Forest mycology

Larry Caldwell larryc at
Thu Nov 20 13:01:31 EST 1997

In article <Pine.WNT.3.96.971119182319.-107389F-100000 at>,
"M.A.H.Askey" <afu104 at> wrote:
> Presently preparing a dissertation on the `Viability of edible mushroom
> cultivation in British forests`and would like to hear the views of the
> readers.

I know nothing about British forests, but my area of the Pacific Northwest
of North America has a very similar climate.  I've been experimenting
with mushroom cultivation for over 20 years, with varied results.  The
edible mycorrhizal mushroom production of many PNW forests exceeds the 
value of the timber harvest from that land, and is a more-or-less 
sustained harvest.  I say more-or-less because any naturally grown crop
is subject to large variation in crop size.

The primary mycorrhizal cash crops in the PNW are cantharellus cibarius,
associated with Douglas Fir, and boletus edulis, associated with pines.
Last year I experimented with dip innoculating douglas fir seedlings 
with truffle species.  Actually a number of tuber species, which if
I manage to get a crop could be very lucrative.  Truffles sell for over
$100 a pound, if you can find them.

Large cash crops of saprophytes are also harvested of morchella esculenta,
which fruits heavily in burned over areas, and armillaria ponderosa which
fruits well along the coast and commands a premium price in the oriental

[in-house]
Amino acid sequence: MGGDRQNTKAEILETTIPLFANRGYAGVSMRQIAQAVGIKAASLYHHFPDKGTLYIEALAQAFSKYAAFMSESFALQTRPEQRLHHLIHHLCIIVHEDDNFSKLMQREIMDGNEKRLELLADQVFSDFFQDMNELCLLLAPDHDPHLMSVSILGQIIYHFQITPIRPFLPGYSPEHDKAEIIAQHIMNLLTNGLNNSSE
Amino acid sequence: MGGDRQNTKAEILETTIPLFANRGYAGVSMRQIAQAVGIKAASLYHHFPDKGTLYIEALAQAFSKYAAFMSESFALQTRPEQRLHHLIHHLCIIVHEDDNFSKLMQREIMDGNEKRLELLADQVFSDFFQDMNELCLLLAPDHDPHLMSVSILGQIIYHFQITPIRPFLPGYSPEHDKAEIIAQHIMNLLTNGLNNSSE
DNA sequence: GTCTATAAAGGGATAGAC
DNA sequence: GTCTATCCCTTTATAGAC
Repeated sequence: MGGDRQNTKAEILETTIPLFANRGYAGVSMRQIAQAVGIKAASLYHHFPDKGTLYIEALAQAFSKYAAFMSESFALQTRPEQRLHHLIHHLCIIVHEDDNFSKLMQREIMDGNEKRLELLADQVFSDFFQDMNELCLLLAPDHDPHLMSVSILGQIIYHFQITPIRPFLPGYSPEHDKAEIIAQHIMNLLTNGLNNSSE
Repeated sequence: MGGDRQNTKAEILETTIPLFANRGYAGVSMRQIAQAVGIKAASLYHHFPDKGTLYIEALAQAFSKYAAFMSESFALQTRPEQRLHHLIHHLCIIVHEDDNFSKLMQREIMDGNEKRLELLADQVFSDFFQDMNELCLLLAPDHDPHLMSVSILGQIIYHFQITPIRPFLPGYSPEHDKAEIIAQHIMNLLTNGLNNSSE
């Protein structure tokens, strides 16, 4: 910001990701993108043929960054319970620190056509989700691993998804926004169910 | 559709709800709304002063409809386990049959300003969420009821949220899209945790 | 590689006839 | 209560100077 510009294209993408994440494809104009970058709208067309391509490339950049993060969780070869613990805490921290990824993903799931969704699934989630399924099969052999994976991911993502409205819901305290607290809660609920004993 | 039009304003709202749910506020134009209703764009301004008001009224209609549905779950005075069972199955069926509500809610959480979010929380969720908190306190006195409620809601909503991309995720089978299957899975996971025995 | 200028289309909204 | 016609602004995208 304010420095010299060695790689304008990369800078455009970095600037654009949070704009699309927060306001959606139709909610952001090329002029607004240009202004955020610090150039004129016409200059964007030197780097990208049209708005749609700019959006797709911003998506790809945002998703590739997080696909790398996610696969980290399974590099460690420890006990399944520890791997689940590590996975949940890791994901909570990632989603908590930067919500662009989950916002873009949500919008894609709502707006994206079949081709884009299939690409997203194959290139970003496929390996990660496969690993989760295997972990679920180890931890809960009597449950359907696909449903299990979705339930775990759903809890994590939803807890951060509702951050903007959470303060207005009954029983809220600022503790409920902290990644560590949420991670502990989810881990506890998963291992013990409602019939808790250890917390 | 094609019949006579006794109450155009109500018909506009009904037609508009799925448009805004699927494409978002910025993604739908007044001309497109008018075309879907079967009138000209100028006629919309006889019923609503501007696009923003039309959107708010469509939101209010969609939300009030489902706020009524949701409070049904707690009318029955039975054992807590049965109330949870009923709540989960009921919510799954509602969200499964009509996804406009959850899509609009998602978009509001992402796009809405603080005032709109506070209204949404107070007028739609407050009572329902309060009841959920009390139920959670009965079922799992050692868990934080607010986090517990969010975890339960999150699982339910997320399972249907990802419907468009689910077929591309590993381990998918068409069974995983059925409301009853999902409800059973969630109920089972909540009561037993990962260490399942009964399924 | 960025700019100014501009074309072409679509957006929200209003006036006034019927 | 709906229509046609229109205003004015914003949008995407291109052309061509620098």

food market.

Wood products, both hardwood chips and bolts of oak can be used as a
commercial substrate for production of lentinus edodes and pleurotus
ostreatus or pleurotus porrigens.  These species are cultured in 
commercial quantities here, and can be found in all the larger markets.

This part of the world has an abundance of edible mushroom species, 
because of the north-south orientation of the mountain ranges.  When 
the glaciers advanced during the last ice age, the flora just moved
south, then back north again as the ice retreated.  This resulted in
minimal species loss, and a wealth of edible fungi.  In Europe the
flora was crowded up against east-west mountains, and in many cases
was wiped out by the ice.

I know that Britain has been experimenting with imported tree species,
and it would only seem sensible to maximize the return on the land
by importing the associated mycorrhizae.  A good fungal association 
will also remarkably improve tree vigor and productivity.  In my
experience, fungus cultivation seems mysterious but is in fact 
astonishingly simple.  The simplest way to succeed is to either culture
or dig up some spawn, divide it finely, and spread it around where it
needs to go.

dwheeler at (Daniel Wheeler) is a commercial supplier of 
truffle innoculant, and has several years experience in the practice
of culturing mycorrhizae.  I think his web page is :

If that doesn't work, try emailing him directly.  I just quoted his URL
from memory.

-- Larry
   Myrtle Creek, Oregon USA

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